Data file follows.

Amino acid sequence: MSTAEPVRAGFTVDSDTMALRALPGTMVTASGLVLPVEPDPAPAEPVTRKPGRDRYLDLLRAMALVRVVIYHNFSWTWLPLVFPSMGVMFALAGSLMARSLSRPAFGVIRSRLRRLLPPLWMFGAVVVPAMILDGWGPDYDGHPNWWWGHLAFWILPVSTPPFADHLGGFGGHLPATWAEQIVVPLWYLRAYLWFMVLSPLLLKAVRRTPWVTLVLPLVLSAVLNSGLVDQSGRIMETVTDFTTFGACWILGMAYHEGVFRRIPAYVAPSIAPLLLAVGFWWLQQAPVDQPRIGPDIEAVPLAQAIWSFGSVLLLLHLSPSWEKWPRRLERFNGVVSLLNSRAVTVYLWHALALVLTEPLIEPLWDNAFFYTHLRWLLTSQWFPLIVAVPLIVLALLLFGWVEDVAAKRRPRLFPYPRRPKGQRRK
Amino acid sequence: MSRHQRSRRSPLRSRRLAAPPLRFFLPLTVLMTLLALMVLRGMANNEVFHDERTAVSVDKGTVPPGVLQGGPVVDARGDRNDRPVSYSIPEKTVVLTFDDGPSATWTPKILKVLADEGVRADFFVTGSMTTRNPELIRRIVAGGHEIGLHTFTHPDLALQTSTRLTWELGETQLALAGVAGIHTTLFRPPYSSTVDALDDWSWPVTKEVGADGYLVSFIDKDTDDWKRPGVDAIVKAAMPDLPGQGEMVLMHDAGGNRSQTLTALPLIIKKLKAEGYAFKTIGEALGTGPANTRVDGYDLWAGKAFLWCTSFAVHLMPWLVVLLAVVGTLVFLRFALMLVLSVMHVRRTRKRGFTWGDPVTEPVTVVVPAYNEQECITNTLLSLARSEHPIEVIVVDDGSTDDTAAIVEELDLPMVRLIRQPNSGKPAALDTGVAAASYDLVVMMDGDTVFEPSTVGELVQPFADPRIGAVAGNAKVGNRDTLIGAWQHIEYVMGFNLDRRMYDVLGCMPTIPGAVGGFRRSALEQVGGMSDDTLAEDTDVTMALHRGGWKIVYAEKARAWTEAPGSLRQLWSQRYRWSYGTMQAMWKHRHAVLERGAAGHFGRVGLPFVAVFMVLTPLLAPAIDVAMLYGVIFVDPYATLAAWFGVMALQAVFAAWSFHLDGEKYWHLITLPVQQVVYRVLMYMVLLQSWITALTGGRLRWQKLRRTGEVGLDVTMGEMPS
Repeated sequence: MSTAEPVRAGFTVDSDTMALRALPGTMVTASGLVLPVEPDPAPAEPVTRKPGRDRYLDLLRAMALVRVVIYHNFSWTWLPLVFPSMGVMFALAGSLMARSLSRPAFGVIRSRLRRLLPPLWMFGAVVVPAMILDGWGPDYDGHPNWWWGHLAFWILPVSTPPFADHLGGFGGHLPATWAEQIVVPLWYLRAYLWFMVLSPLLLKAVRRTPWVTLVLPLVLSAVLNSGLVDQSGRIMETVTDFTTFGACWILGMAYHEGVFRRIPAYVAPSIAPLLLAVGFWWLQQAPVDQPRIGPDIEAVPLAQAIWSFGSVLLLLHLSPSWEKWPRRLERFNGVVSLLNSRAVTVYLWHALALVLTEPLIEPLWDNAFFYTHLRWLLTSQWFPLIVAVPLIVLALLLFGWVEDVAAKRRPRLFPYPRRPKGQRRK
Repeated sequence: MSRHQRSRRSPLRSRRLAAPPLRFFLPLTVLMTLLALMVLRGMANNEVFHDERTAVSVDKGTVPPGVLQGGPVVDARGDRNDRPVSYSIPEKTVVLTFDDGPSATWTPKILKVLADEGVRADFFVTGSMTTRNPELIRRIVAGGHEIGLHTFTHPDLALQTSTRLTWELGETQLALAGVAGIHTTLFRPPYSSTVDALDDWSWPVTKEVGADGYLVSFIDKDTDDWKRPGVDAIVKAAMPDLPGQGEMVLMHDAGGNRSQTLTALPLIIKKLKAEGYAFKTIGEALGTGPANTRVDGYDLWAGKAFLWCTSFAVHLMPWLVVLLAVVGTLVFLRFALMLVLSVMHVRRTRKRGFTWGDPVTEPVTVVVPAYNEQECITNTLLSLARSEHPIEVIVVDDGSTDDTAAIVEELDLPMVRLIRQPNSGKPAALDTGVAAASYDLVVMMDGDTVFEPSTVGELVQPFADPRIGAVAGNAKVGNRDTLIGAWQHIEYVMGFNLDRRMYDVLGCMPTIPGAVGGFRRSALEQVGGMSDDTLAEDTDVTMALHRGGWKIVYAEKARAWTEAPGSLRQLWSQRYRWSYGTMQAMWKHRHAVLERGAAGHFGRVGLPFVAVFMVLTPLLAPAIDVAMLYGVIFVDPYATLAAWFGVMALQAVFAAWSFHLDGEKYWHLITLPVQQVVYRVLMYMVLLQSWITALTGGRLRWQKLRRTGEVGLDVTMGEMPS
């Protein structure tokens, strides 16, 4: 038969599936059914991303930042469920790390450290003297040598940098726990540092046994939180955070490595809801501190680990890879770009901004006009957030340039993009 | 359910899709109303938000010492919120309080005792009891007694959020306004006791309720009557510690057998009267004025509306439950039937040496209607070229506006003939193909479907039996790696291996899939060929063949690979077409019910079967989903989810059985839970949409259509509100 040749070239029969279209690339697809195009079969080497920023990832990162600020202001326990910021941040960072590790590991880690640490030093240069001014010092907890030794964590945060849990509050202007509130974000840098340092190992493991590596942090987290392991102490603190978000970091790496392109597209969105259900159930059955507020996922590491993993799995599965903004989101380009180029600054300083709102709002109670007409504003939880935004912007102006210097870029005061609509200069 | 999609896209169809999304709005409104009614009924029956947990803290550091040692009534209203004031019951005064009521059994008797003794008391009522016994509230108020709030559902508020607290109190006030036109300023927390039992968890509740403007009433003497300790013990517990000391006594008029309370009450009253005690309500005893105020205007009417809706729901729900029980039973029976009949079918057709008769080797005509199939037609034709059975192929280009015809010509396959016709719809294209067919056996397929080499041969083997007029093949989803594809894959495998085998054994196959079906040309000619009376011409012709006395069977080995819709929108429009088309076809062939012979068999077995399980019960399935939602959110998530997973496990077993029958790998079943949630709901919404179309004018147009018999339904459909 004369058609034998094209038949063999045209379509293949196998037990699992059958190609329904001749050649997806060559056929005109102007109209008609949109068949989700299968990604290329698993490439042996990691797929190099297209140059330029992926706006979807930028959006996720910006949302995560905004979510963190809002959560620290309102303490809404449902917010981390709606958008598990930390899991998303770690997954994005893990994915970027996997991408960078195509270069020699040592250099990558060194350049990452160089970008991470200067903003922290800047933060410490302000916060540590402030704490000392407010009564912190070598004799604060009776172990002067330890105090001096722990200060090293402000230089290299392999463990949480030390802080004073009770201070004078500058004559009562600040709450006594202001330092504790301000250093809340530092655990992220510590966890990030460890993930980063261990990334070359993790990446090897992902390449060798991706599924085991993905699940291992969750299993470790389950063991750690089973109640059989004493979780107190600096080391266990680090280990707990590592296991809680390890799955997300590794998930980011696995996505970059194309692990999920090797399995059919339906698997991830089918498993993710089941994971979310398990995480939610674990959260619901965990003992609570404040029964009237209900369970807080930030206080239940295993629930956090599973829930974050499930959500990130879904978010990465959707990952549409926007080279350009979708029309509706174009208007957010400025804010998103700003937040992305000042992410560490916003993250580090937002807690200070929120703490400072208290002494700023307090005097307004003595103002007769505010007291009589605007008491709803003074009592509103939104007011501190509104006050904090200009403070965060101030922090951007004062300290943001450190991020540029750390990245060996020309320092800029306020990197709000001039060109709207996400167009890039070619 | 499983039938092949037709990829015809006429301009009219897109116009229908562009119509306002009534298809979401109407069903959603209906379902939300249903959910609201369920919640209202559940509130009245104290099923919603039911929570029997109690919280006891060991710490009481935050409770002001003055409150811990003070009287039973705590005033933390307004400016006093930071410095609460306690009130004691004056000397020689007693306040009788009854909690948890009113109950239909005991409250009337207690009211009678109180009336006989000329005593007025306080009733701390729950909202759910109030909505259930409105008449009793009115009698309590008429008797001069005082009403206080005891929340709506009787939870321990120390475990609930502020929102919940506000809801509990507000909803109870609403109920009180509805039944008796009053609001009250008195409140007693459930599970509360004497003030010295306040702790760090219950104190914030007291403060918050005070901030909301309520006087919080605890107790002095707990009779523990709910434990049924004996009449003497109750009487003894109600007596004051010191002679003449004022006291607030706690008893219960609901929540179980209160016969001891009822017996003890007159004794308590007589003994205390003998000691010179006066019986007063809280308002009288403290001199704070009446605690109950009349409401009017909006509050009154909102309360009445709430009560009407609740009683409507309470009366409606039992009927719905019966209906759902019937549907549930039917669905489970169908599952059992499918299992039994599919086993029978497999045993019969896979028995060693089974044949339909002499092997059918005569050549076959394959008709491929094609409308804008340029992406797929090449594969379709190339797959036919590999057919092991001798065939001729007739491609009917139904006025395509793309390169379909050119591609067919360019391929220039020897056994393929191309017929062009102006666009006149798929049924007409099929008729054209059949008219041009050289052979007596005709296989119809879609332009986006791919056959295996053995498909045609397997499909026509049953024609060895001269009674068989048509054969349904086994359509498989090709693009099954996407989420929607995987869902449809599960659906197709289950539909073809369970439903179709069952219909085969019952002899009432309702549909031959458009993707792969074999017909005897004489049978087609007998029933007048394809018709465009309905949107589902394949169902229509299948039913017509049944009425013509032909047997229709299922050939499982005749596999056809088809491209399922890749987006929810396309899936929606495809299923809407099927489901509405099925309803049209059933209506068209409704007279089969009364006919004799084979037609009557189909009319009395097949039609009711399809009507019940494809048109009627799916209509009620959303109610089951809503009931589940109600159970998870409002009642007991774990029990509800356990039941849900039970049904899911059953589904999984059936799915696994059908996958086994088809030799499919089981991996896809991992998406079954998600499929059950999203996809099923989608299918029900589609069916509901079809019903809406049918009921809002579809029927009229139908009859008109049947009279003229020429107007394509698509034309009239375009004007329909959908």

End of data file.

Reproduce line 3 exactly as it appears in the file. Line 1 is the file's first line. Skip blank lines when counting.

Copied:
Repeated sequence: MSTAEPVRAGFTVDSDTMALRALPGTMVTASGLVLPVEPDPAPAEPVTRKPGRDRYLDLLRAMALVRVVIYHNFSWTWLPLVFPSMGVMFALAGSLMARSLSRPAFGVIRSRLRRLLPPLWMFGAVVVPAMILDGWGPDYDGHPNWWWGHLAFWILPVSTPPFADHLGGFGGHLPATWAEQIVVPLWYLRAYLWFMVLSPLLLKAVRRTPWVTLVLPLVLSAVLNSGLVDQSGRIMETVTDFTTFGACWILGMAYHEGVFRRIPAYVAPSIAPLLLAVGFWWLQQAPVDQPRIGPDIEAVPLAQAIWSFGSVLLLLHLSPSWEKWPRRLERFNGVVSLLNSRAVTVYLWHALALVLTEPLIEPLWDNAFFYTHLRWLLTSQWFPLIVAVPLIVLALLLFGWVEDVAAKRRPRLFPYPRRPKGQRRK